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Oxymoron

Oxymorons (ox-y-mo'-ron) are incongruous or contradictory terms appearing side by side. “O cruel, irreligious piety!” Titus Andronicus, 1.1.113.

Oxymoron is an example of:
Comparison

Unhappy Fortune! The Plague in the Plays

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Shakespeare killed scores of his characters — by sword, by dagger, by poison, by flame, by drowning, by hanging, by murder, by suicide, by accident — men, women, children, all ages, killed by many means, even by a bear. But the deaths of only two of his central characters can be attributed to the plague, and even then, only by proximate cause, not directly by the plague.
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Two households, both alike in dignity

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Two households, both alike in dignity,
In fair Verona, where we lay our scene,
From ancient grudgeParenthesis
break to new mutiny,
Where civil blood makes civil hands unclean.Antanaclesis & Synecdoche
From forth the fatal loins of these two foesAlliteration, Oxymoron & Synecdoche
A pair of star-cross'd lovers take their life;Epithet
Whose misadventur'd piteous overthrows
Doth with their deathAlliteration bury their parents' strife.
The fearful passage of their death-mark'd love,Transferred Epithets
And the continuance of their parents' rage,
Which, but their children's end, nought could remove,Parenthesis
Is now the two hours' traffic of our stage;
The which if you with patient ears attend,
What here Alliterationshall miss, our toil shall strive to mend.Parenthesis & Synecdoche

Andronicus, stain not thy tomb with blood.

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Tamora
Andronicus, stain notHyperbaton thy tomb with blood.
Wilt thou draw near the nature of the gods?Rhetorical Question
Draw near them then in being merciful.
Sweet mercy is nobility’s true badge.Metaphor
Thrice-noble TitusAlliteration, spare my first-born son.
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Say not “treasonous.”

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Norfolk
Say not “treasonous.”
Buckingham
To th’ King I’ll say ’t, and make my vouch as strong
As shore of rock.Hyperbaton & Simile

This holy fox,
Or wolf, or both—for he is equal rav’nous
As he is subtle, and as prone to mischief
As able to perform ’t

Attend.
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If I profane with my unworthiest hand

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Romeo
If I profane with my unworthiest hand
This holy shrineMetaphor, the gentle sinOxymoron is this,
My lips, two blushing pilgrimsMetaphor, ready stand
To smooth that rough touch with a tender kiss.

My lips, two blushing pilgrimsMetaphor, ready stand
To smooth that rough touch with a tender kiss.

Juliet
Good pilgrim, you do wrong your hand too much,
Which mannerly devotion shows in this:
For saints have hands that pilgrims' hands do touch,
And palm to palm is holy palmers' kissAntanaclesis or Paronomasia.
Romeo
Have not saints lips, and holy palmers too?
Juliet
Ay, pilgrim, lips that they must use in pray'r.
Romeo
O then, dear saint, let lips do what hands do,
They pray—grant thou, lest faith turn to despair.
Juliet
Saints do not move, though grant for prayers' sake.
Romeo
Then move not while my prayer's effect I take.
(Kisses her)
Thus from my lips, by thine, my sin is purg'd.
Juliet
Then have my lips the sin that they have took.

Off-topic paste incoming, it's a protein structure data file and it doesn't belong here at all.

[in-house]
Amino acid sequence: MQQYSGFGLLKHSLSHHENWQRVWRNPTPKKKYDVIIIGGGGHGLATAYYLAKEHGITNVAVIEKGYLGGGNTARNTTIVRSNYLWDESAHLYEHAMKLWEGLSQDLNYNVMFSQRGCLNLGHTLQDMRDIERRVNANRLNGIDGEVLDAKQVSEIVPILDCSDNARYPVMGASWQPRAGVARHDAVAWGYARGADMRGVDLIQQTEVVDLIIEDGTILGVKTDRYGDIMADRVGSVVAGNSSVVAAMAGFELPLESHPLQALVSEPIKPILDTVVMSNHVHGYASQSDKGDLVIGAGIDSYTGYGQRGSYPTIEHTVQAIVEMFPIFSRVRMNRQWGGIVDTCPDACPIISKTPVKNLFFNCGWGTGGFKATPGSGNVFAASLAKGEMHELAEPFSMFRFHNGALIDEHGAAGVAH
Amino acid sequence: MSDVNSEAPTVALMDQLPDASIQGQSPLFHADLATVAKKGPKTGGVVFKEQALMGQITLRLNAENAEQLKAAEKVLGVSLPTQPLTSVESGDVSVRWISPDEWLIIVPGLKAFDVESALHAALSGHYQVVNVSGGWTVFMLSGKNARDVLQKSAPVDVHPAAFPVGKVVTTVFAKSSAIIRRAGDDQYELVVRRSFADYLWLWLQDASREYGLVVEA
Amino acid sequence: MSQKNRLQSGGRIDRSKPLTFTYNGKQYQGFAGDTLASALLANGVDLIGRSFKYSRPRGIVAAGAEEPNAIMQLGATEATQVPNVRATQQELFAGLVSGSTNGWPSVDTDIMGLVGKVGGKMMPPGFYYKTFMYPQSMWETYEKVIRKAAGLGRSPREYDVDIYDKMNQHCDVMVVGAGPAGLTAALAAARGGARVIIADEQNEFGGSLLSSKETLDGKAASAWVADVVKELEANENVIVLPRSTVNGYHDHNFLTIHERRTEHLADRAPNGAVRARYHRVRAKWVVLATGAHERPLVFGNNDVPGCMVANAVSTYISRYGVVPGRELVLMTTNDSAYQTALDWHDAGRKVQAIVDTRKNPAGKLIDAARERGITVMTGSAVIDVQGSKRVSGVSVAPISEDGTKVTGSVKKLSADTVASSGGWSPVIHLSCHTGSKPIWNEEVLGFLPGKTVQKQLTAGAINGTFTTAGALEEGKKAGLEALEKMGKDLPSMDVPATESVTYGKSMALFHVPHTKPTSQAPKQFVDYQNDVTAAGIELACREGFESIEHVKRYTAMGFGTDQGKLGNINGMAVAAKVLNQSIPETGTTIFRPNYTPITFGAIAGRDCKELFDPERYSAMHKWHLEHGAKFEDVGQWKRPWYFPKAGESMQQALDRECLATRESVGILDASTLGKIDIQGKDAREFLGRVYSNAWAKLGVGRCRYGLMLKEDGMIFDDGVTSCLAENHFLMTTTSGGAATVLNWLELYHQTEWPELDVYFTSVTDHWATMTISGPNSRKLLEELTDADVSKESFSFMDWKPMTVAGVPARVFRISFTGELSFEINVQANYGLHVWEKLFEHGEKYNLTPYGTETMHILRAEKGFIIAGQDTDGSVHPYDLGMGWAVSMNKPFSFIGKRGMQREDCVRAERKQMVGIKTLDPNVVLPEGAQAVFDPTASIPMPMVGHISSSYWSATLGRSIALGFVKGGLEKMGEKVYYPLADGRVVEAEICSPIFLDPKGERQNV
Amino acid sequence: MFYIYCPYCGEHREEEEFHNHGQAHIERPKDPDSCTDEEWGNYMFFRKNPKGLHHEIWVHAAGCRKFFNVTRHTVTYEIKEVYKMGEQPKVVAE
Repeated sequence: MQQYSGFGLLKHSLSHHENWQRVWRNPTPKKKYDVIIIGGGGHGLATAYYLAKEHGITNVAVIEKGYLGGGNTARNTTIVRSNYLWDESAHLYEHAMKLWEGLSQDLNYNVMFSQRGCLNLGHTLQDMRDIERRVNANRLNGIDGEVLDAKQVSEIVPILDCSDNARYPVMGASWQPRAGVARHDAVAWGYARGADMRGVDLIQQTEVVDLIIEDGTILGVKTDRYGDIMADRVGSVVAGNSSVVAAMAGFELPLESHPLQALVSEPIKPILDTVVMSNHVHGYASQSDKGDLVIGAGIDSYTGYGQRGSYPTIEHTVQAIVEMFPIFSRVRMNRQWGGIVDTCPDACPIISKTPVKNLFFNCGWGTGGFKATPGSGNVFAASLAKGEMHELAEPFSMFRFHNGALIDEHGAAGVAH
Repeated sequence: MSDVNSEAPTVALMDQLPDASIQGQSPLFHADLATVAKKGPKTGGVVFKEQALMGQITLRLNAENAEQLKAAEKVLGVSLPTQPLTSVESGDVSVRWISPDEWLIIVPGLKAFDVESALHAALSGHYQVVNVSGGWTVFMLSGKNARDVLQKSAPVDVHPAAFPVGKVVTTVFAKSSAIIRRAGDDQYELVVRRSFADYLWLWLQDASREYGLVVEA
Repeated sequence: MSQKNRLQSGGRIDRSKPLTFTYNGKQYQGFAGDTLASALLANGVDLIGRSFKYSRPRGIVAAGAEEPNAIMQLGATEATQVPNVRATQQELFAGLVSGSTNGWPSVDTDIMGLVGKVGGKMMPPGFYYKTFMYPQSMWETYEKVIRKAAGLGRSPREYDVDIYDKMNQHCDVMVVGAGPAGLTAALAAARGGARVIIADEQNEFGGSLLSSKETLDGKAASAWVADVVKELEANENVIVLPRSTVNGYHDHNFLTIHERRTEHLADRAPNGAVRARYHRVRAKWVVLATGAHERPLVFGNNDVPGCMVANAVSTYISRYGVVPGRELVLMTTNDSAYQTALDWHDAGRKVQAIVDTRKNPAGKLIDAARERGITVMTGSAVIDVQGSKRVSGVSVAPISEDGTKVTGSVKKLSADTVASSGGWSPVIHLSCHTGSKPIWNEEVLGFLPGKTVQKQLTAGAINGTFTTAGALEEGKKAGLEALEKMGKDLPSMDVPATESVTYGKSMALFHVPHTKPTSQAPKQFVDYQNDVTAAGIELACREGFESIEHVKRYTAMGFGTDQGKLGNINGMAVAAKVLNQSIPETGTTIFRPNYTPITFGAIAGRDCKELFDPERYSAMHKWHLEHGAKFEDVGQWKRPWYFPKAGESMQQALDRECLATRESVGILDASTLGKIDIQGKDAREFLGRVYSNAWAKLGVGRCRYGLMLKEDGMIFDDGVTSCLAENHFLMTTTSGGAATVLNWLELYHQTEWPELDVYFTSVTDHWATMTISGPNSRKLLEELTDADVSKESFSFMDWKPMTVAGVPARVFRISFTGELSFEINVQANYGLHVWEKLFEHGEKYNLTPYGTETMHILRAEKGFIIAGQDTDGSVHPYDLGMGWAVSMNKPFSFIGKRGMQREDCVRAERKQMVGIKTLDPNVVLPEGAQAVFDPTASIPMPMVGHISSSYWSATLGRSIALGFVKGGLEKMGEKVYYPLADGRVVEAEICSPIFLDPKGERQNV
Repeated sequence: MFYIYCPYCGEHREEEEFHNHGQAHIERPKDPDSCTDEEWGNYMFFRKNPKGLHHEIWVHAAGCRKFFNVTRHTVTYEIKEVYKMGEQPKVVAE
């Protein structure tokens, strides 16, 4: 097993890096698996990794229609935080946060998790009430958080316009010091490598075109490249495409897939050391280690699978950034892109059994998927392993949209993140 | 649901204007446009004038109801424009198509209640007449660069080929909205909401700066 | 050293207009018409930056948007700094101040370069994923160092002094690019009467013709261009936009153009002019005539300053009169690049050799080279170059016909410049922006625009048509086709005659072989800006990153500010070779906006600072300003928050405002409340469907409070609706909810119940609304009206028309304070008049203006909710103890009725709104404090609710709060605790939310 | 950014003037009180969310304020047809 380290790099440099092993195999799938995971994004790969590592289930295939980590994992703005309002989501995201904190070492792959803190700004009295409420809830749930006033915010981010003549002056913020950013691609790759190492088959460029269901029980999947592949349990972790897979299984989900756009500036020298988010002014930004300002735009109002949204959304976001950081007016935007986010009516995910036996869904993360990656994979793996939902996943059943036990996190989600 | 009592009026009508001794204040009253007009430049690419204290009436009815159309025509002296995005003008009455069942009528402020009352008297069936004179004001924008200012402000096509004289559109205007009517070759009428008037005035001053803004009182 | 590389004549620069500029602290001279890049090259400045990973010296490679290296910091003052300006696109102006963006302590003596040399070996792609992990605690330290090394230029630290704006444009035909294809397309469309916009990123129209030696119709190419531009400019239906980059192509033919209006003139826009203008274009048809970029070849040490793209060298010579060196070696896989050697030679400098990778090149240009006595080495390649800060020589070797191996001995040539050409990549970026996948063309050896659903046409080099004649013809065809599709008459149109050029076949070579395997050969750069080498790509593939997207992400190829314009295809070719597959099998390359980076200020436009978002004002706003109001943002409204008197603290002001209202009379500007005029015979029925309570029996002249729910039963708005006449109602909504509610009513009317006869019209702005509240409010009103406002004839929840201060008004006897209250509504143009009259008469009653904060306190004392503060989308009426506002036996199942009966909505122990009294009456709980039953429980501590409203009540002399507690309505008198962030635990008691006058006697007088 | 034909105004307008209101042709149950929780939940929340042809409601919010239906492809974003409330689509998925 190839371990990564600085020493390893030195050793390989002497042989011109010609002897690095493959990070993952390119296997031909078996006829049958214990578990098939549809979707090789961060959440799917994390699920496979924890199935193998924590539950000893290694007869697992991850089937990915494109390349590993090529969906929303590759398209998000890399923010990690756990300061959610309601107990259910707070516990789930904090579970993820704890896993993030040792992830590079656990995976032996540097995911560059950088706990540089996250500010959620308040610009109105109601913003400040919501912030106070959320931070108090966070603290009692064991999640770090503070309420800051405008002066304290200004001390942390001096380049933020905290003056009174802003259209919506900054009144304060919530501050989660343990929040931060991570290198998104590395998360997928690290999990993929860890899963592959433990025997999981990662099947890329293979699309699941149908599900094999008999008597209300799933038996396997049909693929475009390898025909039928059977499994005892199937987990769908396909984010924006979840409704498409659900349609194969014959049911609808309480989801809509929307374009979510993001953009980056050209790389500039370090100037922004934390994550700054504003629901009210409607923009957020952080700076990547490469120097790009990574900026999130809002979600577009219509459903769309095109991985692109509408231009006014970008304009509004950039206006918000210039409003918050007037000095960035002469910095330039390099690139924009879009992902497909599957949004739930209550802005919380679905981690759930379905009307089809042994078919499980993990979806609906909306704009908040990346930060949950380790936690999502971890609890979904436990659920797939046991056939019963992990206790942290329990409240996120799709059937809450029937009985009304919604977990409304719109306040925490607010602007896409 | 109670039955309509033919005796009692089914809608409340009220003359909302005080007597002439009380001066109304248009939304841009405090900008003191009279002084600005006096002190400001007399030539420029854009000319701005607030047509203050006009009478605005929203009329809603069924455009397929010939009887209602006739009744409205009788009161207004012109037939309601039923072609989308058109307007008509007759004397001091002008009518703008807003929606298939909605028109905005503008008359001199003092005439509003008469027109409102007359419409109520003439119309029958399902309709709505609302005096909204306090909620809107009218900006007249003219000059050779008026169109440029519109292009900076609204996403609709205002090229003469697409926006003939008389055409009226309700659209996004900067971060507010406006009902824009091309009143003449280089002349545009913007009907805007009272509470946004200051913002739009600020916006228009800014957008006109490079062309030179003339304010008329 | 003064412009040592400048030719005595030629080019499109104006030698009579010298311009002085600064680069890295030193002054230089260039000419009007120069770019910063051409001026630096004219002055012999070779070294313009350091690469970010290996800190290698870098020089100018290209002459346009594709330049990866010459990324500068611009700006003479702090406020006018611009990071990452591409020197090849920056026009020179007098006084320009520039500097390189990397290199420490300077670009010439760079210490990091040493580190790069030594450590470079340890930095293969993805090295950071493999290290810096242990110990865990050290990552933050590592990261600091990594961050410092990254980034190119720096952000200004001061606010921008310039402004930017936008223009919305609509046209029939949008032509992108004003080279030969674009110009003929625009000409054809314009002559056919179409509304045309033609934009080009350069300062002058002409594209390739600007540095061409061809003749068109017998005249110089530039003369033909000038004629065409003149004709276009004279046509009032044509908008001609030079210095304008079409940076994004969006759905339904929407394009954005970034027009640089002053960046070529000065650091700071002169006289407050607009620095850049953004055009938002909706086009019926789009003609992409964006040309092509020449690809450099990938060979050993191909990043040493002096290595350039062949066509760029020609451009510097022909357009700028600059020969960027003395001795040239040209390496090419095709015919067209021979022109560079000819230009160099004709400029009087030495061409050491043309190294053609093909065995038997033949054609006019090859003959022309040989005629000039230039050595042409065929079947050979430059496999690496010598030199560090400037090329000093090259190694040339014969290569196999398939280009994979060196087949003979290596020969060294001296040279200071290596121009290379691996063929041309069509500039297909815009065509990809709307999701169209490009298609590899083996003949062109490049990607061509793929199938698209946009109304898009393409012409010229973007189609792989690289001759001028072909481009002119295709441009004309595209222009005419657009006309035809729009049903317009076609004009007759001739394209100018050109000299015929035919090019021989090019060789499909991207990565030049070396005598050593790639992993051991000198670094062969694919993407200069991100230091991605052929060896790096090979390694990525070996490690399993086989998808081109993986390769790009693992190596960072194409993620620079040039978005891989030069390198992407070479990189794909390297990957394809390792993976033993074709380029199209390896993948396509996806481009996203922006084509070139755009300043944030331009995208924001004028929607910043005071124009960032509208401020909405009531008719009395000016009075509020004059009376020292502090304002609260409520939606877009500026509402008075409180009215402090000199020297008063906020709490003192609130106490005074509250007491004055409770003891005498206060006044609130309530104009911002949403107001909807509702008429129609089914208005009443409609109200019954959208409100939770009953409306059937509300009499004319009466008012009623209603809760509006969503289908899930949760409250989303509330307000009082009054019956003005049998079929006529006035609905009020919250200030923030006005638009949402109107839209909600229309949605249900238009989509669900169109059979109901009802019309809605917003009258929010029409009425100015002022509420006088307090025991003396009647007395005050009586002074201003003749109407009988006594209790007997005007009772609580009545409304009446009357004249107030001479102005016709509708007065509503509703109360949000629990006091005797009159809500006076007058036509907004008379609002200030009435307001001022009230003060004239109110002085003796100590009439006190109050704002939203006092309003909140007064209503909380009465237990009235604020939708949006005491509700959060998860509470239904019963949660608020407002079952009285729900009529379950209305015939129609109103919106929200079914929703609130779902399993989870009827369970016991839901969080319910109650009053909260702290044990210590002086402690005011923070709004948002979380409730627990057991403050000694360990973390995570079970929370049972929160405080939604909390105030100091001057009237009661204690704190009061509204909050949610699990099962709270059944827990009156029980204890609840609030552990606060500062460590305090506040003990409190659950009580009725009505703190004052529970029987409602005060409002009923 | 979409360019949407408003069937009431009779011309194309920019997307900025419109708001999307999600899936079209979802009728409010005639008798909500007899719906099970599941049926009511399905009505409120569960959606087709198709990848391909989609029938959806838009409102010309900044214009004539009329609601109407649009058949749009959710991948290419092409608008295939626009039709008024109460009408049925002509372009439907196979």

Romeo
Sin from my lips? O trespass sweetly urg'd!

Source:
Act 1
Scene 5
Line 104

Source Type:
,

Spoken by:
,

Themes:
, , ,

Figures of Speech:
, , , , ,

Connected Notes:
Sonnets in Romeo and Juliet, Caves, Temples & Palaces

All good people, You that thus far have come to pity me

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Buckingham
All good people,
You that thus far have come to pity me,
Hear what I say, and then go home and lose me.

Go with me like good angels to my end,
And as the long divorce of steel falls on me,
Make of your prayers one sweet sacrifice

I have this day received a traitor’s judgment,
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The forest walks are wide and spacious

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The forest walks are wide and spacious,
And many unfrequented plots there are,Hyperbaton
Fitted by kind for rape and villainy.
Single you thither then this dainty doe,Alliteration & Metaphor
And strike her home by force, if not by words.
This way, or not at all, stand you in hope.
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Source:
Act 2
Scene 1
Line 121

Source Type:

Spoken by:

Figures of Speech:
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Connected Notes:
Lyrical Violence

Not for that neither. Here’s the pang that pinches

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Anne
Not for that neither.Anapodoton Here’s the pang that pinches:
His Highness having lived so long with herAlliteration
, and she
So good a lady that no tongue could ever
Pronounce dishonor of her—Parenthesesby my life,
She never knew harm-doing!—O, now,

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O serpent heart, hid with a flow’ring face!

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O serpent heart, hid with a flow’ring face!Paradox
Did ever dragon keep so fair a cave?Metaphor
Beautiful tyrant!Oxymoron Fiend angelical!Oxymoron
Dove-feather’d raven!Oxymoron Wolvish ravening lamb!Oxymoron

Was ever book containing such vile matter
So fairly bound?
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Source:
Act 3
Scene 2
Line 79

Source Type:

Spoken by:

Themes:

Figures of Speech:
, ,

Connected Notes:
Caves, Temples & Palaces, Unhappy Fortune! The Plague in the Plays